I’d like to hazard a guess that the words Oh My God are uttered more in reaction to the sights you see on motorbikes, than the sights you see with spiritual significance.
We’ve seen bikes carrying enough balloons to send a small child soaring into space.
We’ve seen bikes carrying household goods.
We’ve seen bikes carrying a driver, a passenger and a 3m ladder.
We’ve seen bikes where the passenger is balancing on the back with one very large tyre through each arm.
We’ve seen bikes carrying Mum, Dad, child, family dog and groceries- often Mum and Dad will be wearing a helmet, but bub won’t be.
We’ve seen bikes carrying just the driver with a 2m length of building wood balanced on his shoulder.
In Legian one night we saw three girls in short, tight skirts squeeze onto a single bike- the one with the most room to move acting as driver with the other two sitting side saddle- each facing opposite ways.
Another night we saw a woman with six dogs (I counted them) on board. Four on the step through part of the bike, and one in each of the bags slung across her shoulders.
Motorbikes are an integral part of Balinese society, and an efficient way of getting through the chaos that is the traffic.
As a tourist, renting a bike gives you a sense of freedom and independence- and the ability to see more of the island at your own pace… the whole path less travelled thing. It’s fun, it’s a cheap way to travel, and, out of the built up tourist areas, there’s not a huge amount on the roads. Besides, how cool is it, Dude, to have the wind in your helmet less hair and and just chill?
We might laugh at the sights we see- and I’ve written about them before, here– but there’s a serious side to it.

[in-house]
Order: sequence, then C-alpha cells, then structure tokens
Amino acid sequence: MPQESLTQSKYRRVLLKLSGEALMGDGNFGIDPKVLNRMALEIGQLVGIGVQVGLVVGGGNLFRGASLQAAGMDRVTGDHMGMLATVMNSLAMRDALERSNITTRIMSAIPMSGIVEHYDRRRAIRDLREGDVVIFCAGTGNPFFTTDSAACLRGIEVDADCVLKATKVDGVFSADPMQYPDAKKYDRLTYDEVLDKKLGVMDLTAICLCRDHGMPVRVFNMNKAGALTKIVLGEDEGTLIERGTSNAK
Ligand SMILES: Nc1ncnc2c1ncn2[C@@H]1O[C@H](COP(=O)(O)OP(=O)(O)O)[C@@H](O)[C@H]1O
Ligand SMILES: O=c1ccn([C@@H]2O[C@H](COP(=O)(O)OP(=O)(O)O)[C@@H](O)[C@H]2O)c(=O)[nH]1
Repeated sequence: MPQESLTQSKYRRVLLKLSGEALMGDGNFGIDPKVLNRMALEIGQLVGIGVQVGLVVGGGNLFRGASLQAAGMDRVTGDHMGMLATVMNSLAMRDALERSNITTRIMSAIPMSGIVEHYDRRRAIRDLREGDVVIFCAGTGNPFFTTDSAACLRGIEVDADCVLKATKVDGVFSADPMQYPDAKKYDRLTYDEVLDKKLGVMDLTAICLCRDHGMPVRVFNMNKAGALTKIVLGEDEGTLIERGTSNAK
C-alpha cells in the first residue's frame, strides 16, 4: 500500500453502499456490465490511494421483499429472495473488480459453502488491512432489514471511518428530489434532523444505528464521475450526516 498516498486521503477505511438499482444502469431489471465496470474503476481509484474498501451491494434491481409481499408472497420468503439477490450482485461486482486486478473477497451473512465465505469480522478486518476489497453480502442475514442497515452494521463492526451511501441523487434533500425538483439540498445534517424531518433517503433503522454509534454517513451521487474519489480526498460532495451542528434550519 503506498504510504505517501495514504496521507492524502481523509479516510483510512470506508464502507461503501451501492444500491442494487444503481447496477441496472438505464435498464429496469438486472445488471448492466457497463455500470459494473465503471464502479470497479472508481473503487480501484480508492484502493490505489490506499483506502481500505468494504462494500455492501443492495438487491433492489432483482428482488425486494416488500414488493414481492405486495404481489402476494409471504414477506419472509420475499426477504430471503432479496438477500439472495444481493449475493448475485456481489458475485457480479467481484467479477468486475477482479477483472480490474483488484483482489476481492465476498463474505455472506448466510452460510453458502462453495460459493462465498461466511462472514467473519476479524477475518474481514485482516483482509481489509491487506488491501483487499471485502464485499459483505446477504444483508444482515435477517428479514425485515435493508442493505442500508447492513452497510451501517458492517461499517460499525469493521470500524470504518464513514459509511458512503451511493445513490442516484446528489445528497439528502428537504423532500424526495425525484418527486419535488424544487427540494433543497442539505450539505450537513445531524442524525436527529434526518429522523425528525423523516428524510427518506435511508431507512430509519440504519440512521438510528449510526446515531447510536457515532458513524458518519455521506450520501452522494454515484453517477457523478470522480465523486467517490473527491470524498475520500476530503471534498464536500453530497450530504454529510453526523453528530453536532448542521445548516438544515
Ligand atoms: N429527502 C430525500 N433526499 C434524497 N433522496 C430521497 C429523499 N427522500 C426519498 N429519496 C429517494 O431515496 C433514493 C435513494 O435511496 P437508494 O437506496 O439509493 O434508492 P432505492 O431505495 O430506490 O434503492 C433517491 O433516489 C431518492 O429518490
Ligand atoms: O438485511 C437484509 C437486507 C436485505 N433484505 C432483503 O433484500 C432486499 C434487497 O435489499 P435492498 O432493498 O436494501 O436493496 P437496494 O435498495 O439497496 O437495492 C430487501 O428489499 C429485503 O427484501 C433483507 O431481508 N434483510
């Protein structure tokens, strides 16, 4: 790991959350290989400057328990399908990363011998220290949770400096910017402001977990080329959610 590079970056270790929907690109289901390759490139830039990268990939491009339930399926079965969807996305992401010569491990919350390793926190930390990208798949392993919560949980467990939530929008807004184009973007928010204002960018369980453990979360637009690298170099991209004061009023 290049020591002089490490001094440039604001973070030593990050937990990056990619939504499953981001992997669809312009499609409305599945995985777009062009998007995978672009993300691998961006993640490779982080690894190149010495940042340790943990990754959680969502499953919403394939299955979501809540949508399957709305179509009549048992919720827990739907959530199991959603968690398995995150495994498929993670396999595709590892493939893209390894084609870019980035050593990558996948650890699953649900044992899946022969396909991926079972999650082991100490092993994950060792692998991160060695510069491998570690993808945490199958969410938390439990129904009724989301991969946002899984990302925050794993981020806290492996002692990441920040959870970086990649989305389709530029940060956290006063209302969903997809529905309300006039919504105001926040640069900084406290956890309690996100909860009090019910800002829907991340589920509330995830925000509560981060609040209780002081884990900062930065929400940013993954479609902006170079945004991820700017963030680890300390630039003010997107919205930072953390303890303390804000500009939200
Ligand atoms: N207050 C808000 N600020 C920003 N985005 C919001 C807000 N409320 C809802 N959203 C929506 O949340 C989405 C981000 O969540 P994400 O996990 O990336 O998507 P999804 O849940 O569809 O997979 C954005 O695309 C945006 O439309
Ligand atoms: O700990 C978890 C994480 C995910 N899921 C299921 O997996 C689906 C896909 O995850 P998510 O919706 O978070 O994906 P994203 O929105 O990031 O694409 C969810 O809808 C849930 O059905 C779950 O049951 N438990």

A recent-ish article in an Aussie newspaper said that “each day, at least three people die in crashes in Bali and 150 accident victims turn up, on average, to Bali’s main hospital, Sanglah, for treatment. On some days, the doctors at Sanglah tend to 300 injured people.”
We saw the after effects of some of these in the departure lounge at the airport the other night.
Our driver, Made, was telling us more about it. He’d know- at the age of 6, he lost his mother in a motorbike accident.
The problem is, he said, that the Aussies who get on bikes in Bali, don’t ride them at home- some have never ridden a bike before at all. Although these are not powerful motorbikes, Bali is still not the place to learn to ride one.
Many of the touts who hire the bikes for ridiculously small amounts of money (compared to home), don’t care whether you have an international driving permit (explicitly covering motorbikes), whether you wear a helmet or not, whether you’ve ridden a bike before, or whether you intend being sober when you do…or if you’re sober when you hire it.
The thing is, if you are injured when riding your bike, your travel insurance mightn’t cover you. If you’re a passenger, you probably won’t be covered. It’s worth checking.
The other thing is, even if the accident wasn’t your fault, as the foreigner, you’ll probably be required to pay for any damage- that’s not covered by travel insurance either.
My point? If you are going to hire a bike in Bali- and you know you probably want to- following some basic common sense will help you get around, and get you back to the airport in one piece.
- Make sure you have the appropriate permits. The police love pulling up tourists for whatever reason.
- Speaking of which have some cash for “fines” if that does happen.
- Check your travel insurance for exclusions
- Wear a helmet- preferably not one of the flimsy ones that come with the bike
- Make sure your passengers wear a helmet
- Don’t wear earplugs- yes, we’ve seen that too
- If you can’t ride a bike at home, you’re probably not going to turn into a motorcycle hero overnight. Sad but true.
- Know that the roads can be crap.
- Use your horn
- Remember that anything bigger than you has right of way!
The title of this post is from Redgum’s I’ve Been To Bali Too. Watch it in all its early 80’s glory, here.